Grants helps children improve gardening skills to combat obesity

In a bid to continue the battle against childhood obesity in the US, one school district is to use funding to encourage youngsters to boost their gardening skills by growing their own fruit and vegetables.

The Miami Herald reports that the Palm Beach County School District was the beneficiary of a $360,000 grant from the Robert Wood Johnson Foundation, which aims to improve the health of all people across the country.

Furthermore, the chief focus of the programme will be on the poorer residents from the area, with the funding set to enable children to grow their own food and increase their knowledge of healthy eating over the next four years.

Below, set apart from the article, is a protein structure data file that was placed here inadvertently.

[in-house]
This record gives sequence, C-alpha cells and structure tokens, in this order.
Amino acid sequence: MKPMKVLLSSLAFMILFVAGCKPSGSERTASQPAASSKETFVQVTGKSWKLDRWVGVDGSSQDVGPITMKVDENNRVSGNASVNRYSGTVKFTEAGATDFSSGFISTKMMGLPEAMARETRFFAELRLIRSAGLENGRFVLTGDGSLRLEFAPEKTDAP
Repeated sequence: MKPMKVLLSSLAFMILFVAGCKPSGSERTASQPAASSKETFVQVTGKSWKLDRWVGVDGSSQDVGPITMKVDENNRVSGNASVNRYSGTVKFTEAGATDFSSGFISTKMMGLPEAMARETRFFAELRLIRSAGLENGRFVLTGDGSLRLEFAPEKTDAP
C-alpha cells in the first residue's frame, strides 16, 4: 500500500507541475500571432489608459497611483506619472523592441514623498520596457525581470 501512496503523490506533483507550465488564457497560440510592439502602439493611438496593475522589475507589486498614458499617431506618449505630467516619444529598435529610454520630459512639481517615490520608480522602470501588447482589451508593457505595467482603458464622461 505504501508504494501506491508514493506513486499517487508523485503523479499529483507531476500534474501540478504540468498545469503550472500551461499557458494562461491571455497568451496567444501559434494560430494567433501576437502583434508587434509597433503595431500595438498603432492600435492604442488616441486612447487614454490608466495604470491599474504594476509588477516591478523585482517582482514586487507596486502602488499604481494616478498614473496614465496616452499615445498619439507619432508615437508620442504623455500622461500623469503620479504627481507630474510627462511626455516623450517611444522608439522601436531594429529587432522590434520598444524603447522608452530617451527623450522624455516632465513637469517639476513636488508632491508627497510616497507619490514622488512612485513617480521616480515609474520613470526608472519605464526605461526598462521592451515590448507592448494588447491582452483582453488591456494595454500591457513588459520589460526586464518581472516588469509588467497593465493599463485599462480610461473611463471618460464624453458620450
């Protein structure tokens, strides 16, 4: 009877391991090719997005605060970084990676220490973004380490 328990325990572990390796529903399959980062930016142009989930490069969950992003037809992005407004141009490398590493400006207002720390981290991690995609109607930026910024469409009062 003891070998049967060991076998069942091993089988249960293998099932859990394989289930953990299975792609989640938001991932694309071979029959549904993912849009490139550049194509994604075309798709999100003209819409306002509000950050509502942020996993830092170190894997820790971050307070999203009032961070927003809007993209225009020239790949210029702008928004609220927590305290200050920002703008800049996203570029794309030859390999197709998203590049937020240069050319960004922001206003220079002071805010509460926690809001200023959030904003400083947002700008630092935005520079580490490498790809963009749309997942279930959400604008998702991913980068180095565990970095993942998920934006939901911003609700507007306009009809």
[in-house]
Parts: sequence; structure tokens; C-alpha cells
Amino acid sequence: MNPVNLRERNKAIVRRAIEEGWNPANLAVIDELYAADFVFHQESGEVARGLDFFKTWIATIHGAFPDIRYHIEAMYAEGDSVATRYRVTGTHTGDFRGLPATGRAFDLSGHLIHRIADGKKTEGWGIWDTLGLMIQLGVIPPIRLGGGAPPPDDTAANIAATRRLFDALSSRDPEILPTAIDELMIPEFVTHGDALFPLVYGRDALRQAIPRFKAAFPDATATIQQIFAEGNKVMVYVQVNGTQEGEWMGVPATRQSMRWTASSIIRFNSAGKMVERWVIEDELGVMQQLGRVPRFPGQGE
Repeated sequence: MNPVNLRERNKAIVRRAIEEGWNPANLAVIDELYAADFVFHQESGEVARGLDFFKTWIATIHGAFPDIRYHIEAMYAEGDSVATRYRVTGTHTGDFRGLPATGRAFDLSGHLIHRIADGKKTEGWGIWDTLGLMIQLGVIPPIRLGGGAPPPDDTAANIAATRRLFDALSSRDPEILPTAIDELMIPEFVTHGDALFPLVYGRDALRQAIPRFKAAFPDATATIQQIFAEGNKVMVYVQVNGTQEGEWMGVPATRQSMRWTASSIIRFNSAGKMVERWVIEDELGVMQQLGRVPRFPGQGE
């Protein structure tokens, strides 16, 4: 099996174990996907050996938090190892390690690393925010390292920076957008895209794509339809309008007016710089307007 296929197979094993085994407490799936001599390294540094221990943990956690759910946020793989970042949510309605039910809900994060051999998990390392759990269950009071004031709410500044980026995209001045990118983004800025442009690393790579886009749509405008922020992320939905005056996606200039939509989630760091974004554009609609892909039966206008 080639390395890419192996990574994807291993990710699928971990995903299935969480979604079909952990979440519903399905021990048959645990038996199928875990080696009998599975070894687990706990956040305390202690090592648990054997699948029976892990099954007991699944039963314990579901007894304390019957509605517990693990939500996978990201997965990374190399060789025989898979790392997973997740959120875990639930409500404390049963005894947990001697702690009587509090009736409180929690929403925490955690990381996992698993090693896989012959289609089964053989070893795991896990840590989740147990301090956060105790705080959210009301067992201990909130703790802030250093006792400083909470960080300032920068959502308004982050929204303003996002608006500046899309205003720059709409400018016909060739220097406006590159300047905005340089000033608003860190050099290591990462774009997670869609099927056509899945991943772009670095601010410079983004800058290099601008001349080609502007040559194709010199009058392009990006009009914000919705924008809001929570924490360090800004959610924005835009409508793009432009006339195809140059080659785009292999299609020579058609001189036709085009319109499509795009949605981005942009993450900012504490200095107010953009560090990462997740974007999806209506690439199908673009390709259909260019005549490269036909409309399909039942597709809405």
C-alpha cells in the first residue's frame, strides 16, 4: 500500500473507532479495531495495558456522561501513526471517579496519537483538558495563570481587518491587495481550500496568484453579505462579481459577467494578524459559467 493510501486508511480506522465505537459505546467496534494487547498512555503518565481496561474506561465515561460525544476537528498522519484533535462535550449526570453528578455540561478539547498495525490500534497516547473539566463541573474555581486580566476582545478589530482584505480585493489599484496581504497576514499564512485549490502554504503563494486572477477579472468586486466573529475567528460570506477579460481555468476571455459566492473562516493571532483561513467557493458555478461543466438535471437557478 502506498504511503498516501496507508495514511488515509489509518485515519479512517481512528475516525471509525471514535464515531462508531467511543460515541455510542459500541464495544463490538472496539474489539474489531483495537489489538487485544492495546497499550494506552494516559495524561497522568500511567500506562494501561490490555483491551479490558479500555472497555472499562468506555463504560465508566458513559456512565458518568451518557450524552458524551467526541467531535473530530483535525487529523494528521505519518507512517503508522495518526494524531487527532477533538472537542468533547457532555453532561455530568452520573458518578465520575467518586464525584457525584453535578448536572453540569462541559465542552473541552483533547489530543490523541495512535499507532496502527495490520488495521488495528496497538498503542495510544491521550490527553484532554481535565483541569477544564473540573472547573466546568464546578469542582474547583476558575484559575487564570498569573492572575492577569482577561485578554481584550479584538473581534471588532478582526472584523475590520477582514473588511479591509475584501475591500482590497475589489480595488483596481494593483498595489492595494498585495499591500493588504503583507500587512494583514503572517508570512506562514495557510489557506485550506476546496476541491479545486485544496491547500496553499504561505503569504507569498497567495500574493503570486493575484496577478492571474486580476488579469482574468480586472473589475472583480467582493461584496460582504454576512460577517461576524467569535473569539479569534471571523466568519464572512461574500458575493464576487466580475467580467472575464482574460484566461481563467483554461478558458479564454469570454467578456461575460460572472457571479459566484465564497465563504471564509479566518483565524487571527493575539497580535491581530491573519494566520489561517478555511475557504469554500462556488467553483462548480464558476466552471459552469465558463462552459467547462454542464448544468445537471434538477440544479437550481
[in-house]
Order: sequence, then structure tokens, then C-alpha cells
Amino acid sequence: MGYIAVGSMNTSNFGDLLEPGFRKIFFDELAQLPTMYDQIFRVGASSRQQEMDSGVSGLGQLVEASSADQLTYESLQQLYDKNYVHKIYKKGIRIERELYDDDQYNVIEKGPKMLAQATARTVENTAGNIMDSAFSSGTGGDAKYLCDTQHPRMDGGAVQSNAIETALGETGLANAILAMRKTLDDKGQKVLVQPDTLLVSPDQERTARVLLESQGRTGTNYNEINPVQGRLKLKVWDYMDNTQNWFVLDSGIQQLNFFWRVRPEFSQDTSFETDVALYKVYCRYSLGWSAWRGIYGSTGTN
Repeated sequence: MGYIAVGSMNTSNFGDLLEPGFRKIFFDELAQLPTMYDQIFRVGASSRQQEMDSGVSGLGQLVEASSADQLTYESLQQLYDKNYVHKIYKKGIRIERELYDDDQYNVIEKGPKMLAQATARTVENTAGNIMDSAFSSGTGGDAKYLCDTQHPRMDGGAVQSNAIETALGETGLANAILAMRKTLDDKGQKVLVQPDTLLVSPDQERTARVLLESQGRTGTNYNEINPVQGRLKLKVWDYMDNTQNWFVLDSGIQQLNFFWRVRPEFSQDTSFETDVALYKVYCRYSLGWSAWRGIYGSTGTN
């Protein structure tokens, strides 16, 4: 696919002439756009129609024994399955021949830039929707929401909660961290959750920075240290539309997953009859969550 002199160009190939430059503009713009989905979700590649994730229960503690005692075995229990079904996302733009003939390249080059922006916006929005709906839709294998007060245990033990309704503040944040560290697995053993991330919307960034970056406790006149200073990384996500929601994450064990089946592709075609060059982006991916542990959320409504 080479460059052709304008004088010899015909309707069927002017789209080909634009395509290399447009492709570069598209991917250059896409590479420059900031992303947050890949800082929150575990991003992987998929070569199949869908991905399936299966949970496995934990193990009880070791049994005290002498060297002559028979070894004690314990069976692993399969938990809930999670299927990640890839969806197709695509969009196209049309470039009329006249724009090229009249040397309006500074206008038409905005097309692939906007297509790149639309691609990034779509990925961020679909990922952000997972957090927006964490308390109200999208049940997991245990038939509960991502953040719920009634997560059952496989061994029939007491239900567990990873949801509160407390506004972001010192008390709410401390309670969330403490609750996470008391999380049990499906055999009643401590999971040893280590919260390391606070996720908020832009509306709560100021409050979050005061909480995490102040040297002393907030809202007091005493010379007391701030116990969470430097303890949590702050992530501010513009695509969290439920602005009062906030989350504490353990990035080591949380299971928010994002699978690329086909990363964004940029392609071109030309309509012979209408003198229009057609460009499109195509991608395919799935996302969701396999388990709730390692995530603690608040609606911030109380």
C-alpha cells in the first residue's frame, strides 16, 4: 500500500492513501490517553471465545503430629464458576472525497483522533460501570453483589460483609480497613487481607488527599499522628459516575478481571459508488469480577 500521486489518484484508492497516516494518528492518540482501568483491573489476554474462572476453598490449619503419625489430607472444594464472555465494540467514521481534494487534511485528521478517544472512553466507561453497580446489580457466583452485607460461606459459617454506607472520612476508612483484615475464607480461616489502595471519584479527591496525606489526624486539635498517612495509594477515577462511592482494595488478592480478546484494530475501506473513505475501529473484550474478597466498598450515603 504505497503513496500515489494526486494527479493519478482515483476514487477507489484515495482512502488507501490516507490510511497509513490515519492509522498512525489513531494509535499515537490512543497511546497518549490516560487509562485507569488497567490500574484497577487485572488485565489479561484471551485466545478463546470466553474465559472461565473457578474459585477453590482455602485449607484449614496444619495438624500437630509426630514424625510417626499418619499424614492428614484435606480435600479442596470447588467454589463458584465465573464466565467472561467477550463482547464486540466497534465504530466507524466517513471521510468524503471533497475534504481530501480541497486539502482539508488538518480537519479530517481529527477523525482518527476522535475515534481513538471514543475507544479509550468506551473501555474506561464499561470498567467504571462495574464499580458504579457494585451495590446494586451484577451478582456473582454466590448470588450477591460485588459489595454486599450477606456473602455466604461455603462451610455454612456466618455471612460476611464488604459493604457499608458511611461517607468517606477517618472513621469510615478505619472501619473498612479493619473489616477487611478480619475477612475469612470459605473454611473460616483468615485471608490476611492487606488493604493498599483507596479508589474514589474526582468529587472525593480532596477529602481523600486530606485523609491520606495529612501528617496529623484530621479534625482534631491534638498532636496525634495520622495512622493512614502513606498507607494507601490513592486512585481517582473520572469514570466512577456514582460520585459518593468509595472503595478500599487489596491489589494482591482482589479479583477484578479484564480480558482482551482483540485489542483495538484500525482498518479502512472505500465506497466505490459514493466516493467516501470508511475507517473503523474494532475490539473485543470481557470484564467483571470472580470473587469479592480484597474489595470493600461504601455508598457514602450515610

Meanwhile, the publication added that district official revealed that some of the food grown through the project will be sold at farmers markets or given away to those most in need.

In addition, the Daily Breeze reports that a school in Lawndale, California is currently reaping the rewards of a successful period of fruit and vegetable growth.

Parent volunteers and teachers helped the students at Billy Mitchell Elementary School harvest vegetables they planted a few months ago, with the results leading to the growth of turnips, cabbage, broccoli and spinach, all of which they were allowed to eat.